There is a once-in-a-lifetime opportunity for these governments to tap into unprecedented levels of EU financial support. Sincere political will for a 2030 coal phaseout will reap greater and faster benefits. The new EU budget and recovery funds offer significant amounts of financial support (see Table 1) to trigger investments and supporting measures, both for investing in renewable energy, energy efficiency and the electrification of transport, as well as initiating reforms to make this transition just and fair, providing for decent jobs, new skills and a societal welfare. In addition, some of the revenues achieved through the Emissions Trading Scheme’s Modernisation and Innovation Funds, are readily available to help boost a rapid and just transition of energy infrastructures.

Table 1: European Commission individual assessment and summaries of National Energy and Climate Plans (NECPs).

Moreover, coal’s fire is dimming out as ETS prices hit historic-high levels. Operators of coal plants and mines are in line to get rid of their assets sooner rather than later. If the governments are early enough in setting a realistic coal phaseout date and inclusive JT plans, local communities will be given a chance to make the transition fair with the available funds.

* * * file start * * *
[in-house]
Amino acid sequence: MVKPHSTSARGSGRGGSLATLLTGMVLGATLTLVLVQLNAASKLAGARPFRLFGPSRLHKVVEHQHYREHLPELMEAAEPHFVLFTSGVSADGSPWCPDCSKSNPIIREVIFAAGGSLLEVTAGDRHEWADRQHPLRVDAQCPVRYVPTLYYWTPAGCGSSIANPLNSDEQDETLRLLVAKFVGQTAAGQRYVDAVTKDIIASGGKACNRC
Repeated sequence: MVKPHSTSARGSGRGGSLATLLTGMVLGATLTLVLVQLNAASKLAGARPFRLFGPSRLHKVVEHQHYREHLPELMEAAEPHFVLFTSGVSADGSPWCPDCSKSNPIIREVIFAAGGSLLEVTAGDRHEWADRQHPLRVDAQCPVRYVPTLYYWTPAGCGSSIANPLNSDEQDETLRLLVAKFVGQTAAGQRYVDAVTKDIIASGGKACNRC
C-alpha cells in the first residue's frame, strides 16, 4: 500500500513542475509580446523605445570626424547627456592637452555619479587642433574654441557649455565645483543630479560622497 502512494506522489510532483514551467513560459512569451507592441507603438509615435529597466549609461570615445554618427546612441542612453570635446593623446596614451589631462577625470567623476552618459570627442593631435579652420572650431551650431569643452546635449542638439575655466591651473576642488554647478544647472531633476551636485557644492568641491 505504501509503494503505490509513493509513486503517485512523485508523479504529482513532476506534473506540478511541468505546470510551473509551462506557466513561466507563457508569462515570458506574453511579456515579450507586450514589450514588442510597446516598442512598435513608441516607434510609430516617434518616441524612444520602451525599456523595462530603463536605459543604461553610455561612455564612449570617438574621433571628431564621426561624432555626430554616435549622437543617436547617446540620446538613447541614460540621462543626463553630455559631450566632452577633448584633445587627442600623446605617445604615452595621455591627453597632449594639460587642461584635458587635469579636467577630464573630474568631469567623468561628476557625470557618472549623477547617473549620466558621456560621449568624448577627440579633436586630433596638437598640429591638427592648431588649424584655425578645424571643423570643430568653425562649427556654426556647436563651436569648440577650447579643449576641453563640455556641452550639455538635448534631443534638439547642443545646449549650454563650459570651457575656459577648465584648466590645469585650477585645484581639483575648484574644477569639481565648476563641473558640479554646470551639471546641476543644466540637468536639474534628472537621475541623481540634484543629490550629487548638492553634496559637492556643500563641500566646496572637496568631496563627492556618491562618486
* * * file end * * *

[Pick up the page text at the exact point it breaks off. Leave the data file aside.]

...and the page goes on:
In Slovenia, the public consultation on the National Strategy for Coal Exit finalised last month with a proposal to end coal by 2033. The proposal was met with calls by some Ministers, trade unions and local authorities from the concerned region to continue the use of coal until 2042 on one side, and warnings by the environmental activists that even 2030 is too late. As the final decision will be political, it could overlook the devastating financial aspects and health impacts of running Šoštanj Power Plant beyond 2030.